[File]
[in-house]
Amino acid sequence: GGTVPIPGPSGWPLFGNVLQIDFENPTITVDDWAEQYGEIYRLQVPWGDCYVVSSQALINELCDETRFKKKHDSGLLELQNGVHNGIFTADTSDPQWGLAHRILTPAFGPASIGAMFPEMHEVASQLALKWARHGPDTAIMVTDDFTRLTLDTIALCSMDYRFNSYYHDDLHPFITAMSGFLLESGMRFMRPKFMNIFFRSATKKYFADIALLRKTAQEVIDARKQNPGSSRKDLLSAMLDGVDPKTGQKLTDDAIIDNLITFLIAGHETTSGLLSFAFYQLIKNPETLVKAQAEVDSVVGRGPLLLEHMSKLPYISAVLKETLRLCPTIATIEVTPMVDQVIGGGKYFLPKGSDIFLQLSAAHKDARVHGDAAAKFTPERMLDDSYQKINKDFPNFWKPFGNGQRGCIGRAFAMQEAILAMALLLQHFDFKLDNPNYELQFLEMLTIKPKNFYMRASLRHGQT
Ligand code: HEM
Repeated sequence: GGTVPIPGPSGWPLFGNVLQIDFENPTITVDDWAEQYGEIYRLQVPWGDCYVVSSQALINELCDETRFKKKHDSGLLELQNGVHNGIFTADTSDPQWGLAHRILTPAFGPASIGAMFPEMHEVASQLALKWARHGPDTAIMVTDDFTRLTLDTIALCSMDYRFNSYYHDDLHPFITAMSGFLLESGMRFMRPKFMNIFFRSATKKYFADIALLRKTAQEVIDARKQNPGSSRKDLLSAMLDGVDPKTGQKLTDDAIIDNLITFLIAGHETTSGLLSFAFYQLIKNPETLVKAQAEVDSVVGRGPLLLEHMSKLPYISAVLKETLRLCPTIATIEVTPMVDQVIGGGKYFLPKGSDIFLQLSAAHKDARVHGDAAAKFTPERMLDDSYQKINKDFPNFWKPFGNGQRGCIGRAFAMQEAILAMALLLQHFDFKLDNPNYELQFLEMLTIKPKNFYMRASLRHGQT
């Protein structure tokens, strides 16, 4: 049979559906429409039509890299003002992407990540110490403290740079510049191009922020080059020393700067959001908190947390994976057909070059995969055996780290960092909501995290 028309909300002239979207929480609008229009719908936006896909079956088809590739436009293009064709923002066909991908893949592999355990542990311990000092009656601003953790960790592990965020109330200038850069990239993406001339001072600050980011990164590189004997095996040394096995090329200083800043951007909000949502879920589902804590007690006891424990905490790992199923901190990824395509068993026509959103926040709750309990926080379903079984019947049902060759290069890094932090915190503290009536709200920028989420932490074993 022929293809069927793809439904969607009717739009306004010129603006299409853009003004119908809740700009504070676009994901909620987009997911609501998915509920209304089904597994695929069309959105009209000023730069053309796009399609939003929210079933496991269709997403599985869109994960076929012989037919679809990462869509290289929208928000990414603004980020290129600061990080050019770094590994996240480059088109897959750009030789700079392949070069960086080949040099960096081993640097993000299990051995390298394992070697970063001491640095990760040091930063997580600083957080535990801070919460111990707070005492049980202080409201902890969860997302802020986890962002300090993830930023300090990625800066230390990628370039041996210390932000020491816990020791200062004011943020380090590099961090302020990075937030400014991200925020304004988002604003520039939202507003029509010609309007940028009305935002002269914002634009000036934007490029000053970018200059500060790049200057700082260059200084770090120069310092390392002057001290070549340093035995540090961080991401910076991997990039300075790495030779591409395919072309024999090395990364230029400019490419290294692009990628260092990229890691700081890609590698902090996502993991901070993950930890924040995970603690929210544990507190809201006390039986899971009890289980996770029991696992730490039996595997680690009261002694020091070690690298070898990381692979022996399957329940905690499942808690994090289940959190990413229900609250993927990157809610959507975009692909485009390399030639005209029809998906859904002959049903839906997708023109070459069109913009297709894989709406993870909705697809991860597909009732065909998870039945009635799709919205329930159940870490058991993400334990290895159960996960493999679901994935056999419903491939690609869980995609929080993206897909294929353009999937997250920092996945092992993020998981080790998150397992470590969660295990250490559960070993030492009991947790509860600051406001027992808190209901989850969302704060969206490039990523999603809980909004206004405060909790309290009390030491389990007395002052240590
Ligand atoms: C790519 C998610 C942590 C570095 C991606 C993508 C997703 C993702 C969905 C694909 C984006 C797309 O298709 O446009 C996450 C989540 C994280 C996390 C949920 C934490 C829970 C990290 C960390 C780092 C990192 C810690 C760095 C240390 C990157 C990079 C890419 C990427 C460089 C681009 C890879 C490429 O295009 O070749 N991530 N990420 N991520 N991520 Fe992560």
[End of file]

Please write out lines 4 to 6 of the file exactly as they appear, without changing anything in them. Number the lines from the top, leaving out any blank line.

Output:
Repeated sequence: GGTVPIPGPSGWPLFGNVLQIDFENPTITVDDWAEQYGEIYRLQVPWGDCYVVSSQALINELCDETRFKKKHDSGLLELQNGVHNGIFTADTSDPQWGLAHRILTPAFGPASIGAMFPEMHEVASQLALKWARHGPDTAIMVTDDFTRLTLDTIALCSMDYRFNSYYHDDLHPFITAMSGFLLESGMRFMRPKFMNIFFRSATKKYFADIALLRKTAQEVIDARKQNPGSSRKDLLSAMLDGVDPKTGQKLTDDAIIDNLITFLIAGHETTSGLLSFAFYQLIKNPETLVKAQAEVDSVVGRGPLLLEHMSKLPYISAVLKETLRLCPTIATIEVTPMVDQVIGGGKYFLPKGSDIFLQLSAAHKDARVHGDAAAKFTPERMLDDSYQKINKDFPNFWKPFGNGQRGCIGRAFAMQEAILAMALLLQHFDFKLDNPNYELQFLEMLTIKPKNFYMRASLRHGQT
């Protein structure tokens, strides 16, 4: 049979559906429409039509890299003002992407990540110490403290740079510049191009922020080059020393700067959001908190947390994976057909070059995969055996780290960092909501995290 028309909300002239979207929480609008229009719908936006896909079956088809590739436009293009064709923002066909991908893949592999355990542990311990000092009656601003953790960790592990965020109330200038850069990239993406001339001072600050980011990164590189004997095996040394096995090329200083800043951007909000949502879920589902804590007690006891424990905490790992199923901190990824395509068993026509959103926040709750309990926080379903079984019947049902060759290069890094932090915190503290009536709200920028989420932490074993 022929293809069927793809439904969607009717739009306004010129603006299409853009003004119908809740700009504070676009994901909620987009997911609501998915509920209304089904597994695929069309959105009209000023730069053309796009399609939003929210079933496991269709997403599985869109994960076929012989037919679809990462869509290289929208928000990414603004980020290129600061990080050019770094590994996240480059088109897959750009030789700079392949070069960086080949040099960096081993640097993000299990051995390298394992070697970063001491640095990760040091930063997580600083957080535990801070919460111990707070005492049980202080409201902890969860997302802020986890962002300090993830930023300090990625800066230390990628370039041996210390932000020491816990020791200062004011943020380090590099961090302020990075937030400014991200925020304004988002604003520039939202507003029509010609309007940028009305935002002269914002634009000036934007490029000053970018200059500060790049200057700082260059200084770090120069310092390392002057001290070549340093035995540090961080991401910076991997990039300075790495030779591409395919072309024999090395990364230029400019490419290294692009990628260092990229890691700081890609590698902090996502993991901070993950930890924040995970603690929210544990507190809201006390039986899971009890289980996770029991696992730490039996595997680690009261002694020091070690690298070898990381692979022996399957329940905690499942808690994090289940959190990413229900609250993927990157809610959507975009692909485009390399030639005209029809998906859904002959049903839906997708023109070459069109913009297709894989709406993870909705697809991860597909009732065909998870039945009635799709919205329930159940870490058991993400334990290895159960996960493999679901994935056999419903491939690609869980995609929080993206897909294929353009999937997250920092996945092992993020998981080790998150397992470590969660295990250490559960070993030492009991947790509860600051406001027992808190209901989850969302704060969206490039990523999603809980909004206004405060909790309290009390030491389990007395002052240590
Ligand atoms: C790519 C998610 C942590 C570095 C991606 C993508 C997703 C993702 C969905 C694909 C984006 C797309 O298709 O446009 C996450 C989540 C994280 C996390 C949920 C934490 C829970 C990290 C960390 C780092 C990192 C810690 C760095 C240390 C990157 C990079 C890419 C990427 C460089 C681009 C890879 C490429 O295009 O070749 N991530 N990420 N991520 N991520 Fe992560």